Can too Much Water Kill your Plant?

Too much of anything can harm everything, right! If you drink more than 20 Liters every day, would your kidney be able to handle that amount? Of course not. That can cause some serious health issues. Same as any other living creature, including plants and trees.

Not knowing how much is too much water to hydrate your plants can be very stressful for both parts, you and your plants. When I was new to this plant world, I would always worry about when and how much should I water my first owned plants. I had absolutely no idea. I am not ashamed of failing on my first attempts at taking care of my plants, yet, it still saddens me the fact that I couldn’t save them at that time

Though, frankly, they gave me quite a lesson. I have learned that each plant is different from the other. For example, the Cactus watering schedule is not the same as herbs such as lemon basil.

However, watering your plants can be linked to the weather as well. Say, in winter, for example, plants don’t require much water. Whereas during summer, it needs frequent hydration.

Too much or too little watering will for sure ruin the organism of the plants’ cycle. This will damage your plant and eventually lead it to die.

There are quite a few questions I see frequently which are:

Why is Too Much Watering Harmful

Like any creature on this planet, plants also need to breathe. By saturating the soil with water, the air will not pass to the roots, and therefore; the roots will not be able to breathe. This will cause intense stress for the plants and will slowly cause wilt and some other effects; the plant will die. Once you notice the soil is blocking the air, make sure to act fast. Because as this process keeps going, it would get harder to cure.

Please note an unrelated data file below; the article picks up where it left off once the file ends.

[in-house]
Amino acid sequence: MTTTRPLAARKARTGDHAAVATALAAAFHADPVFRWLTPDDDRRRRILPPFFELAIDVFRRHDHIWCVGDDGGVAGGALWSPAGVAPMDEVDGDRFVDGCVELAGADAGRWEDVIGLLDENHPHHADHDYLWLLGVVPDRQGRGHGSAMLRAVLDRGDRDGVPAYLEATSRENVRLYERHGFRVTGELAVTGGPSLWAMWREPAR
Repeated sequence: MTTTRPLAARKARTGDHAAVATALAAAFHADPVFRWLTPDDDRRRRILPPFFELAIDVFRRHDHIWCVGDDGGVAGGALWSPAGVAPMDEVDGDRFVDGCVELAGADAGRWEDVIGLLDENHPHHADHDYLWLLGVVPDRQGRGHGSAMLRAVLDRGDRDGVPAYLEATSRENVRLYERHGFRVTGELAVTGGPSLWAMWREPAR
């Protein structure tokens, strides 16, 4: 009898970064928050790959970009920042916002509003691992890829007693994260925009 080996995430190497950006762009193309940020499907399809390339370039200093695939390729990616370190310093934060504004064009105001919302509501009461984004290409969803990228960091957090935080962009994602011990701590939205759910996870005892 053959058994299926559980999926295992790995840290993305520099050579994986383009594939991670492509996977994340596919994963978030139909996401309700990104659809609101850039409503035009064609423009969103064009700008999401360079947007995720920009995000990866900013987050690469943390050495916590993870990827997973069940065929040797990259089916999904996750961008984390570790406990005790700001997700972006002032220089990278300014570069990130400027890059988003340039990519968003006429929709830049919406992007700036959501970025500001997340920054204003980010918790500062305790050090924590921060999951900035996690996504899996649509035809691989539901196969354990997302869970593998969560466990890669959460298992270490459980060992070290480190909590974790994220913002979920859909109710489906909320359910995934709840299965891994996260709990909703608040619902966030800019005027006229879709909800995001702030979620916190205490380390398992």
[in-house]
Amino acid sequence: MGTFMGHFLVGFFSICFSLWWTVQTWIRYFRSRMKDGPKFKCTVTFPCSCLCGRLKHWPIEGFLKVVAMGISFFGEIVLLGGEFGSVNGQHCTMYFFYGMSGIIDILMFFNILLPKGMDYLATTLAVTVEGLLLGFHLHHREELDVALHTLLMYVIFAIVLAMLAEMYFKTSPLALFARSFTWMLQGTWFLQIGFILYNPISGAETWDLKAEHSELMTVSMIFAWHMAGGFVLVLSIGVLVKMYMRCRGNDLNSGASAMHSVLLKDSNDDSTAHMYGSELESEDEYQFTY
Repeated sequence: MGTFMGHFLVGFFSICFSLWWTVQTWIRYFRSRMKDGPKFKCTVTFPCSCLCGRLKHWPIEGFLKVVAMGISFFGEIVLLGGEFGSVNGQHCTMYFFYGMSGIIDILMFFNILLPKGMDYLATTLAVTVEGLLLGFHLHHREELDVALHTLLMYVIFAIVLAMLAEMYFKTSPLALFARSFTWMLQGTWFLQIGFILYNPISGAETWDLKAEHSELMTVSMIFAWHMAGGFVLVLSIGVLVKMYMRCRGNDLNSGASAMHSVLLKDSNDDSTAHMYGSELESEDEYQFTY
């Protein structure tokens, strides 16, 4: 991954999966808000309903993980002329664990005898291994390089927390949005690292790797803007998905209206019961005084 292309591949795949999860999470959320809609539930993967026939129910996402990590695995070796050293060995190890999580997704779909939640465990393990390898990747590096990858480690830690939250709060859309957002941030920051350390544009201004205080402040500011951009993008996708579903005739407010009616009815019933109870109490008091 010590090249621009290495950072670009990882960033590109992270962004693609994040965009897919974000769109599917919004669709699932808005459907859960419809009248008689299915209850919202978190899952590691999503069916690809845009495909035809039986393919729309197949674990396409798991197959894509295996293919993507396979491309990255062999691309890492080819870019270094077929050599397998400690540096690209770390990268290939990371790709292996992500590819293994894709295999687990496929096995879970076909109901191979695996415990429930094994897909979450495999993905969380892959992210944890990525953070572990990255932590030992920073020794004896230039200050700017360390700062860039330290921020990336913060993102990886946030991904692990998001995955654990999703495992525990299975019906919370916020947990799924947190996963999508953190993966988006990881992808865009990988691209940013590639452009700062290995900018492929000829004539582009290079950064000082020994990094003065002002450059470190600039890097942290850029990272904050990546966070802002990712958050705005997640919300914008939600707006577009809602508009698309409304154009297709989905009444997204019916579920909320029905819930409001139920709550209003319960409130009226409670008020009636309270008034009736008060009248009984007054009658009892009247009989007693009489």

Credit to: Ally Adams

How Much Is Too Much Watering

Many people think that overwatering is done by using only excessive amounts of water. They don’t know that even a small amount of water can be an exaggeration and ruin the whole system.

How to know if I Have Overwatered My Plant

  • When the soil takes a long time to absorb the water.
  • When the water forms a lake around your plant.
  • When the soil looks too compacted.
  • The tip of the leaves turns brown. Then the leaves start to wilt.
  • Very slow growth than usual.
  • Algae may start growing on the soil since algae are caused by extra moisture and humidity.

Normally you’d be able to know when to water your plants when the top inch or two is dry. You can test that by using your fingertip. If you stick your finger in and you can sense the soil is still moist, then give it another day or 2 until you water it again.

How To Save My Plant From Overwatering It

The first thing you should do once you have confirmed that your plant is suffering from overwatering is to switch the current soil with a new one. This, of course, if you have a potted plant.

However, if your plant is in the garden, then try to flip the soil over using a digging shovel or anything you think can help you turn the soil upside down. This will allow the oxygen to go in and the roots will finally be able to breathe again.

How to Water my Plant When I am Busy/Away

If you run a busy life and you always find yourself forgetting to water the plants. Or you just worry about how much you should water your plants, you can try self-watering pot or self-watering globes.

For Potted Plants

Self-watering pots and self-watering globes both be crafted at home by using plastic bottles, however; if you’re not a crafty person, you can purchase them in almost every nursery out there or on Amazon.

These two items, allegedly, keep the soil hydrated at all times. That makes them perfect for when you travel and have no one to take care of them.

For Garden Plants

If your plants are not potted, you can just take a big bottle of water. Make a small hole on the bottom, the hole must be big enough to drop at least 15 small drops of water each one minute. Place the bottle filled with water 8 inches (20cm) far from your plant. This should keep your plant moist and healthy.

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